There are many television shows and movies that take place in this type of setting and were created to portray and even make fun of suburbanites. The television show, Modern Family was created in 2009 on ABC and is a perfect example of a suburban family. The show is about a family living in suburban Los Angeles. It captures their lives in a comical way. There is a typical dad character who is goofy and tries to be ‘the cool dad’ when interacting with his kids. The mom, while funny as well, she is the more uptight one in the family. She is the enforcer of rules. As for the children, there is an older sister who is going through a hormonal teenager phase. The other sister is more of a typical brainiac. Finally, the younger brother is also a goofball like his father and represents a more innocent character. All of the problems in the show are never life or death. I believe that this carries over to what people imagine life in the suburbs is really like. When watching the show, you’ll notice that the house itself and the neighborhood is always in pristine condition with the latest décor. The mother in the show drives a mini van, another common idea of suburban life. Solutions to any problems that occur usually involve buying something new or going on a trip to get ice cream. A few anomalies on the show are the fact that there is also a married gay couple and a character that is Spanish-speaking. When people think of suburban life, they imagine everything being the same. Most of the time, it is expected that people from the suburbs are white. This is obviously not always the case, but this is how the Media portrays it to be.
Another example of life in the suburbs is a Disney Channel Movie called Stuck in the Suburbs. It was made in 2004 and was catered towards a younger audience between the ages of 9 and 14. The whole idea of the movie is about not wanting to be like everyone else. The plot of the movie is about two girls that are bored with their every day lives. Things get exciting when a pop singer makes a visit to the town they live in. The characters in the movie have very American names such as Brittany, Natasha, and Jordan. Similar to Modern Family, the houses all look the same and are each equipped with their own mini vans. The girls are dressed in very colorful and stylish clothing. I think the creators of this movie wanted to appeal to teenage girls by making the style of the movie upbeat and possibly trying to send a message that is relatable. One of the characters in the movie, Natasha, has lived in other places besides the suburbs. She is also shown as a character who is different and did not grow up familiar with conforming to suburb life.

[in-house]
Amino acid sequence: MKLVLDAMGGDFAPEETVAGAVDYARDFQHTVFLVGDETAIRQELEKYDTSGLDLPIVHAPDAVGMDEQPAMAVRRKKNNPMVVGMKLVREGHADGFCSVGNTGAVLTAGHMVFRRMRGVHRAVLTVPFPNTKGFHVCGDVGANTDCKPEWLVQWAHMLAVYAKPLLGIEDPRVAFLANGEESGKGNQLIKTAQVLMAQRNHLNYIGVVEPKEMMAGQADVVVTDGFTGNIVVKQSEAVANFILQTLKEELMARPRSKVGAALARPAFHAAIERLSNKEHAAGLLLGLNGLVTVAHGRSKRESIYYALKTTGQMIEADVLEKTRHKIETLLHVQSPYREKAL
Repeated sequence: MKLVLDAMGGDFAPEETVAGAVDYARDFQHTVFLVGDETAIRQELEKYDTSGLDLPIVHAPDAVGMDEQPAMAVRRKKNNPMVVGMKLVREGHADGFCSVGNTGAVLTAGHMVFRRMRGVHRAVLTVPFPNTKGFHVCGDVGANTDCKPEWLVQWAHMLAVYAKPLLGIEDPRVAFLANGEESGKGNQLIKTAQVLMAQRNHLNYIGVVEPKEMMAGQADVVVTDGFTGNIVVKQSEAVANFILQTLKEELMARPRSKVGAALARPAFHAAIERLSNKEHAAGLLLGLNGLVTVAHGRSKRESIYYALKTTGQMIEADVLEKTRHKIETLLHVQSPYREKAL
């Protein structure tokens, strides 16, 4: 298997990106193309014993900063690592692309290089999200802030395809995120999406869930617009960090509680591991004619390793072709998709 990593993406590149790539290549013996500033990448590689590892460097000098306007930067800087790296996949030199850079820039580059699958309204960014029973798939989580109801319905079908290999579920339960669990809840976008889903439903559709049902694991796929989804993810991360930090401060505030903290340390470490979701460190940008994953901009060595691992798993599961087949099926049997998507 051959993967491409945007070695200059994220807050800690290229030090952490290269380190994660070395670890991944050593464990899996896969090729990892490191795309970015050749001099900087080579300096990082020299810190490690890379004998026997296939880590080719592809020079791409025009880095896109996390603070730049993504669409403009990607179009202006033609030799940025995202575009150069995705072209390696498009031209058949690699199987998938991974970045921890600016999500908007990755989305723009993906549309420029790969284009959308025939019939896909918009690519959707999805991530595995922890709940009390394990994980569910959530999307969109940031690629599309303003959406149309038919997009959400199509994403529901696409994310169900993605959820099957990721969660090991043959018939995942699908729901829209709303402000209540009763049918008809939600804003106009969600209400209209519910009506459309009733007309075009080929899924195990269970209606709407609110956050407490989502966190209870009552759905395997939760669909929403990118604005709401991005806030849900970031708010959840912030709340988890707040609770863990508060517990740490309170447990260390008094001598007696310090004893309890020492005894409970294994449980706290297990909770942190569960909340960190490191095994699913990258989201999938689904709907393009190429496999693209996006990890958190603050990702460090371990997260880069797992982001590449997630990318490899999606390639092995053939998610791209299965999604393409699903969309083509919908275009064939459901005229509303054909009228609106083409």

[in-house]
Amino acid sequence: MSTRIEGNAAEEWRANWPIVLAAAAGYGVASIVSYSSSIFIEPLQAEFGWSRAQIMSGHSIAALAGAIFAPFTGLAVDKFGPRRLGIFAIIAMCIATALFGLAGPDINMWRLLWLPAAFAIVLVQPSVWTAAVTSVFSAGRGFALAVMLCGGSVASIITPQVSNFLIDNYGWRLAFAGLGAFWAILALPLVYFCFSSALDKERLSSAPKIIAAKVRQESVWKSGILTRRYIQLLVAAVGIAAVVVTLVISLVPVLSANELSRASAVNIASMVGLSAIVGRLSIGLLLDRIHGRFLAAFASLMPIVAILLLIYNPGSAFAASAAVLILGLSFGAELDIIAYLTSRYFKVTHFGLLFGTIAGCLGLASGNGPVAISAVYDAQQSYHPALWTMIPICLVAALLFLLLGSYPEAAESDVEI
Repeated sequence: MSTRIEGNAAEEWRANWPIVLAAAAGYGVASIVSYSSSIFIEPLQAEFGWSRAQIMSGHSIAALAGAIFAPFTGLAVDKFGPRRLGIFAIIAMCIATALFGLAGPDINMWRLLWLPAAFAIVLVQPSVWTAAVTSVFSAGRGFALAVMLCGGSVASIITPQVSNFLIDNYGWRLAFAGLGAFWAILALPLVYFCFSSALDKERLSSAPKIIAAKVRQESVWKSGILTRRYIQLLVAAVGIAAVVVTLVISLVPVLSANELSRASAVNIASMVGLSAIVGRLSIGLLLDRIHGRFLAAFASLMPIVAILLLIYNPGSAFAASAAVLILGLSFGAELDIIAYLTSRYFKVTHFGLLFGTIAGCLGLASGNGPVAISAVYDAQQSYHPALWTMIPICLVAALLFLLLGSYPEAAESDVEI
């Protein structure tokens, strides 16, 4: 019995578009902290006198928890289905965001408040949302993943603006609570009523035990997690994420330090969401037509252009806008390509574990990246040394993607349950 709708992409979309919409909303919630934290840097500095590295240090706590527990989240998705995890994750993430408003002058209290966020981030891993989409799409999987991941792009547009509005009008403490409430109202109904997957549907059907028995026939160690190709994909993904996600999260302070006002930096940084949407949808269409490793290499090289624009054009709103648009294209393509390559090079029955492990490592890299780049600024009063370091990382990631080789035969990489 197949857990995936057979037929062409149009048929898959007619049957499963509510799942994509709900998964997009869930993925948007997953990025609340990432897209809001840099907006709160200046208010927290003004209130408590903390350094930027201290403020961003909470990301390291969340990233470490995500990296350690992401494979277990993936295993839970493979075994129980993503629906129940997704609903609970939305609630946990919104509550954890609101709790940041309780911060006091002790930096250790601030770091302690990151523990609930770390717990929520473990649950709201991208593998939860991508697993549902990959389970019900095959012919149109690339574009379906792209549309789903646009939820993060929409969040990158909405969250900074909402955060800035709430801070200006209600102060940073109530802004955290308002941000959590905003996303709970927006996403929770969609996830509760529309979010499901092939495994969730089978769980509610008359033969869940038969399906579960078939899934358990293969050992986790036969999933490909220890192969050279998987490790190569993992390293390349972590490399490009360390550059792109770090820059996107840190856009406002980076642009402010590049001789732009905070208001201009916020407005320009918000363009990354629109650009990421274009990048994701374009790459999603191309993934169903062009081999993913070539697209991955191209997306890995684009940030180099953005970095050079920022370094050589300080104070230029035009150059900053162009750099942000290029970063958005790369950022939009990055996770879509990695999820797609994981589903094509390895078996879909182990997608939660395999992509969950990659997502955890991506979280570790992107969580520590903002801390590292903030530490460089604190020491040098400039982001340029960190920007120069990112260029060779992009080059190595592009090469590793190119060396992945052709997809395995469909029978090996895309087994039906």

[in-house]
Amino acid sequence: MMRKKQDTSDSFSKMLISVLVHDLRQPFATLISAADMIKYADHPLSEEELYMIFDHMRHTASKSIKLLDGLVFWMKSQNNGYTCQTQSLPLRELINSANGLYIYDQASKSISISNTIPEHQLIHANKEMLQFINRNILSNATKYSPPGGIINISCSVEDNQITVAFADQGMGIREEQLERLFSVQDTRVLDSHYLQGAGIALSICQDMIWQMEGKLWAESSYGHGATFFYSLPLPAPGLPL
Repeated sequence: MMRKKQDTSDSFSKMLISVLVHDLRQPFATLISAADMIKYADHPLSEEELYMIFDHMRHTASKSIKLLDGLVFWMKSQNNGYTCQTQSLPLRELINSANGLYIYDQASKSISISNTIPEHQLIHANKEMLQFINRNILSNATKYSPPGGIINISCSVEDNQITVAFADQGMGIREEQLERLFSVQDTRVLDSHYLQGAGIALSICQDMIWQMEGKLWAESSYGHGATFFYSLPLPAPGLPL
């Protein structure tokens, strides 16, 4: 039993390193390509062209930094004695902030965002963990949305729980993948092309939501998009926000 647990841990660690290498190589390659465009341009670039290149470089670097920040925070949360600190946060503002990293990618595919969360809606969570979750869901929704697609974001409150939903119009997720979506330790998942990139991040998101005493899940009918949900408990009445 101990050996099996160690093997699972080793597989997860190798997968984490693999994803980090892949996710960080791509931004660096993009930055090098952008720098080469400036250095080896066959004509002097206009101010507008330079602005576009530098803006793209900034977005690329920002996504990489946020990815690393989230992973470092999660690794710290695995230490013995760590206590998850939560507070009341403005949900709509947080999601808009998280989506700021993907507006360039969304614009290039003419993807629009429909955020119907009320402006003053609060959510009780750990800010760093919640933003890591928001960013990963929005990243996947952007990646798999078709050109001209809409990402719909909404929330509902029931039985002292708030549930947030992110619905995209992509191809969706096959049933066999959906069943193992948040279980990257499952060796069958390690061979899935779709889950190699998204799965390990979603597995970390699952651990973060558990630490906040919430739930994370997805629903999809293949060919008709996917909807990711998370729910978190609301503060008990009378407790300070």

Some of these stereotypes are little bit ridiculous to someone like myself who has grown up in this environment. The Media makes things out to be bigger than what they really are. A common movie that a good majority of teenage girls have seen is Mean Girls. The movie symbolizes a lot of themes about girls and what not. However it also shows life in the suburbs and discusses people trying to fit in the way they are expected to. The ‘popular’ group in the movie, has a lot of money. They are made out to be spoiled brats that have their parents pay for everything. It also shows that if you don’t have money or you don’t wear a certain type of clothing, you will be seen as uncool and ugly. On the other hand, the characters that do have money and wear the best clothes are made to be caddy and mean. I think movies like this especially, have fueled the idea that the white middle class suburban teenagers are negative people.